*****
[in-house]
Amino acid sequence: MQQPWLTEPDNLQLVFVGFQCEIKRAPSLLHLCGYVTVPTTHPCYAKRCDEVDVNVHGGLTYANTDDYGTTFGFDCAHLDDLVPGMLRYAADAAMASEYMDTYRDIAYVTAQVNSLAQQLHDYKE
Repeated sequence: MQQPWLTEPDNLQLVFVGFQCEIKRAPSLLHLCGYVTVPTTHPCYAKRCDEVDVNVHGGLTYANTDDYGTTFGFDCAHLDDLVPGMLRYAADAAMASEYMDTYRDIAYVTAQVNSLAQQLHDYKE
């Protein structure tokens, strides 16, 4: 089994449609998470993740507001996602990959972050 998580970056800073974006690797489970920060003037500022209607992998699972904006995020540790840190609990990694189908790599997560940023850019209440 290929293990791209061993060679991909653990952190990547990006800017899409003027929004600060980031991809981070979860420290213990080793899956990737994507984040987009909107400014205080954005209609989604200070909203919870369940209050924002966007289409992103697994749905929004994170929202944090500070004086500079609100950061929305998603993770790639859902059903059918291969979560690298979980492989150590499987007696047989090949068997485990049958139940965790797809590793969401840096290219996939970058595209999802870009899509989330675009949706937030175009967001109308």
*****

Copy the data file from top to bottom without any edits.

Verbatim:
[in-house]
Amino acid sequence: MQQPWLTEPDNLQLVFVGFQCEIKRAPSLLHLCGYVTVPTTHPCYAKRCDEVDVNVHGGLTYANTDDYGTTFGFDCAHLDDLVPGMLRYAADAAMASEYMDTYRDIAYVTAQVNSLAQQLHDYKE
Repeated sequence: MQQPWLTEPDNLQLVFVGFQCEIKRAPSLLHLCGYVTVPTTHPCYAKRCDEVDVNVHGGLTYANTDDYGTTFGFDCAHLDDLVPGMLRYAADAAMASEYMDTYRDIAYVTAQVNSLAQQLHDYKE
């Protein structure tokens, strides 16, 4: 089994449609998470993740507001996602990959972050 998580970056800073974006690797489970920060003037500022209607992998699972904006995020540790840190609990990694189908790599997560940023850019209440 290929293990791209061993060679991909653990952190990547990006800017899409003027929004600060980031991809981070979860420290213990080793899956990737994507984040987009909107400014205080954005209609989604200070909203919870369940209050924002966007289409992103697994749905929004994170929202944090500070004086500079609100950061929305998603993770790639859902059903059918291969979560690298979980492989150590499987007696047989090949068997485990049958139940965790797809590793969401840096290219996939970058595209999802870009899509989330675009949706937030175009967001109308």